Soul Care: Waiting for Lemons
A few years ago, my neighbor kept giving me big, juicy lemons. I was thrilled since I use them daily in water and iced tea, as most Southerners do. Honestly, I was rather amazed that she grew them. I thought you had to be in Florida or California to grow lemons. As it turned out, Meyer Lemons grown just fine in a pot on the patio in central Alabama if you cover them or bring the plant inside on those rare winter nights when it dips below freezing.
Keeping up with the frost and then remembering to bring the potted tree inside or go out and cover it with the old blanket to protect it from frost seemed like a lot of hassle to grow lemons. I couldn’t tell you from one day to the next what the high or low temperature will be - although, I have no need to know because my husband is an avid weather watcher and after thirty-one years he knows that all I care about is whether or not I need a coat or an umbrella.
But after being on the receiving end of my neighbor’s juicy lemons for a summer, I decided that if she could grow them across the street then I could too. So I bought a lemon tree. The first year it was simply a green plant in a pot for part of the year and a bare skinny plant for the rest. After a few times that I forgot about my little lemon tree during a frost, I thought it was a goner. “Oh well! Publix sells lemons. It was only a few dollars that I let die.” But then, somehow, my lemon tree survived my negligence. Even though it looked like the frost turned it brown and brittle, green still hid in the stems and when spring came, new leaves sprouted.
The second summer the tree bloomed, a pretty violet and white flower and maybe something that resembled a tiny lemon followed that, but no actual fruit was born. By this time, though, my husband had taken note of the lemon tree and being the responsible weatherman that he is for me, would bring the small tree just inside the kitchen door on cold nights. After the green leaves and pretty blossoms, winter came, and the lemon tree got the ‘bare stick’ look again. It was hard to believe that more leaves would come in spring, much less any fruit.
Last year was our third summer with the tree and lo and behold, it bore three lemons! I was surprised and delighted beyond expectation. They were by far the best lemons I’ve ever tasted. Of course, I still had to buy a bag of lemons weekly at the grocery store, as the young tree didn’t bear enough for our Southern habits, but waiting and watching for those lemons to mature brought me such pleasure.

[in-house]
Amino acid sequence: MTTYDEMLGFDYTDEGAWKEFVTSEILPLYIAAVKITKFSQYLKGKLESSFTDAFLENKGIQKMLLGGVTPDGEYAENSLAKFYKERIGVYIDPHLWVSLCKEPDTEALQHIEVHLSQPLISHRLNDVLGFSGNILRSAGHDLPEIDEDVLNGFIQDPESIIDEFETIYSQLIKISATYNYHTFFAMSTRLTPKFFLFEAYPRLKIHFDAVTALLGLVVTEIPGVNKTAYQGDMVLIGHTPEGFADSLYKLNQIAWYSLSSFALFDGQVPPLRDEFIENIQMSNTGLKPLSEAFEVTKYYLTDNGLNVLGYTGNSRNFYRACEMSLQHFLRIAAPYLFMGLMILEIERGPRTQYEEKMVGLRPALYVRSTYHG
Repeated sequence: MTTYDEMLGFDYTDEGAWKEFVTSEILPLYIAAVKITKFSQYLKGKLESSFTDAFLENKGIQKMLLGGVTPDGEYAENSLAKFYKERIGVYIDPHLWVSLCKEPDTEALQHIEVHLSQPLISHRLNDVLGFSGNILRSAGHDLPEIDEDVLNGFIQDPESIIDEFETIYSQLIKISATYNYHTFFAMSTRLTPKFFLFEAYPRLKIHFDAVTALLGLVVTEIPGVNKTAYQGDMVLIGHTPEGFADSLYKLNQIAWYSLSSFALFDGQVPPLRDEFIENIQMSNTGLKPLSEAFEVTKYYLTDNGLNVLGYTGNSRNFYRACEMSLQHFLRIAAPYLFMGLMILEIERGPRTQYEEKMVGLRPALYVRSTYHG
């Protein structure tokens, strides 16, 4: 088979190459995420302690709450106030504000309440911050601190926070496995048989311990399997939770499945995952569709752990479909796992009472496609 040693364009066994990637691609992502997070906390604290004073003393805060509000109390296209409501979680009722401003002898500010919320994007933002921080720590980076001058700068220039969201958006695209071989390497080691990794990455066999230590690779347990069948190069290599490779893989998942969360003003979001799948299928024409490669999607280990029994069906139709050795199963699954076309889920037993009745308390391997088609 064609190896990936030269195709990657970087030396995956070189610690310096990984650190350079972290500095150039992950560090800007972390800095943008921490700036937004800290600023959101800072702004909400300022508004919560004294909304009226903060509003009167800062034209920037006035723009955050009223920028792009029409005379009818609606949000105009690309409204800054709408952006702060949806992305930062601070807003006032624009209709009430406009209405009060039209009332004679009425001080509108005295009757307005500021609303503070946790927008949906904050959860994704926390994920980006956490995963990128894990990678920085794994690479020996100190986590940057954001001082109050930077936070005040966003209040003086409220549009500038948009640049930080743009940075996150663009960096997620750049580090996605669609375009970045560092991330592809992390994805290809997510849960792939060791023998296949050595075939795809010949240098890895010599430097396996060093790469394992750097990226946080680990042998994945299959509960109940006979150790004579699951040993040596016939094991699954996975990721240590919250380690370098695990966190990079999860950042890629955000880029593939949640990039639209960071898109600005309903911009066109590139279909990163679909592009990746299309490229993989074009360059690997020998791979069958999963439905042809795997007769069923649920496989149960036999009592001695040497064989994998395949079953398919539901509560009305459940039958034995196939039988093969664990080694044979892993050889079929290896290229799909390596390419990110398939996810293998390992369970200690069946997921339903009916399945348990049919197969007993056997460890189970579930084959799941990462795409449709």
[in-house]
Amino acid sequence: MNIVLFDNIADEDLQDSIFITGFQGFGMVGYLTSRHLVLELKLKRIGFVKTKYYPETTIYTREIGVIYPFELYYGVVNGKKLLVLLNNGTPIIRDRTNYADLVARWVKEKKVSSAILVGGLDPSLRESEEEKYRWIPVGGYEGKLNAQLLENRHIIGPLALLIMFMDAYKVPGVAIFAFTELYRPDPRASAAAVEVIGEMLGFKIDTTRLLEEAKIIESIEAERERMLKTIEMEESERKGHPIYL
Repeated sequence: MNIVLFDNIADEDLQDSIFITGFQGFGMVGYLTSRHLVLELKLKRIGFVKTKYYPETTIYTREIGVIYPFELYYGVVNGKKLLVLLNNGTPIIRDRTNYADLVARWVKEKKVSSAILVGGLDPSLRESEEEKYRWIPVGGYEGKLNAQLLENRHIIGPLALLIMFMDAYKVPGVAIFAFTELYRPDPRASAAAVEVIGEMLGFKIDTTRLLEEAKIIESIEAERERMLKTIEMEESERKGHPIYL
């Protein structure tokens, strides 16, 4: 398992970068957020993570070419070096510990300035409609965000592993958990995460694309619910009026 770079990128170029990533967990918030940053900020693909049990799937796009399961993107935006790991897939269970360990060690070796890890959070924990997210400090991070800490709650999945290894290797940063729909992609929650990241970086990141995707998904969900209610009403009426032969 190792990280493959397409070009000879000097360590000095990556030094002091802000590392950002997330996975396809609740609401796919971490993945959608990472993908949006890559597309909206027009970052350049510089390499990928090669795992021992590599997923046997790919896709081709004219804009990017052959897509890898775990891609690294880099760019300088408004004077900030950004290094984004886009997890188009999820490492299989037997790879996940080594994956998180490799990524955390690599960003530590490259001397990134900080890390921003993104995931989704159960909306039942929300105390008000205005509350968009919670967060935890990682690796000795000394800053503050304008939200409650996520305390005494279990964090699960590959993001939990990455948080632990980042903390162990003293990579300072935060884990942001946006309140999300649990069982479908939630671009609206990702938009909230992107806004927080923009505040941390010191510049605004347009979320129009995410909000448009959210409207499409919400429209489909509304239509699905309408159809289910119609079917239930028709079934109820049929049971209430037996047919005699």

This is our fourth summer tending to this small tree and this year we have five lemons, which currently look like small limes, but appear to be on their way to tasty yellow lemons.
After all this time and tending, you’d think I’d have made this observation sooner but here is what I’ve noticed about bearing fruit:
It is not instant, nor constant.
It is cyclical.
Growing fruit involves waiting. A few years. For the first lemon. And even once the tree matured enough to produce a lemon, we don’t get them year round. There are times of activity like pruning the tree, covering it with a blanket or bringing it inside for protection, then taking it outside for warmth and sunshine. At other times, there is nothing to do but wait. Do nothing. Just wait through the periods of dormancy, the times that look like death because the stems are brown and bare.
God calls His creation good.
His pattern and design of how things work are good according to Him.
Those two truths got me thinking about John 15 and Jesus saying he has chosen us to bear fruit. I think we have grossly exaggerated our expectations of what that looks like in our lives. The actual harvest of lemons from my tree is very small compared to the amount of time and attention the tree gets and the space it inhabits. If my lemon tree is right, and it is, then I’m not nearly as ‘productive’ as I think I am or should be or pretend to be. Furthermore, my lemon tree only produces lemons. How many times have I looked to the right or left in the kingdom of God and thought what I was doing should be more like someone else? There’s no such thing as a tree that produces both tomatoes and lemons. If there were, I’d have one!
The message to me is this : Slow way down. Way down. Look at this one thing in creation! The lemon tree gets way more time, care, attention, space than you ever realized and only produces a few lemons during one season of the year. God says it is good. Perhaps I should care for my soul the way I care for the lemon tree, and rest in God’s economy of fruit bearing: How much and when are His business.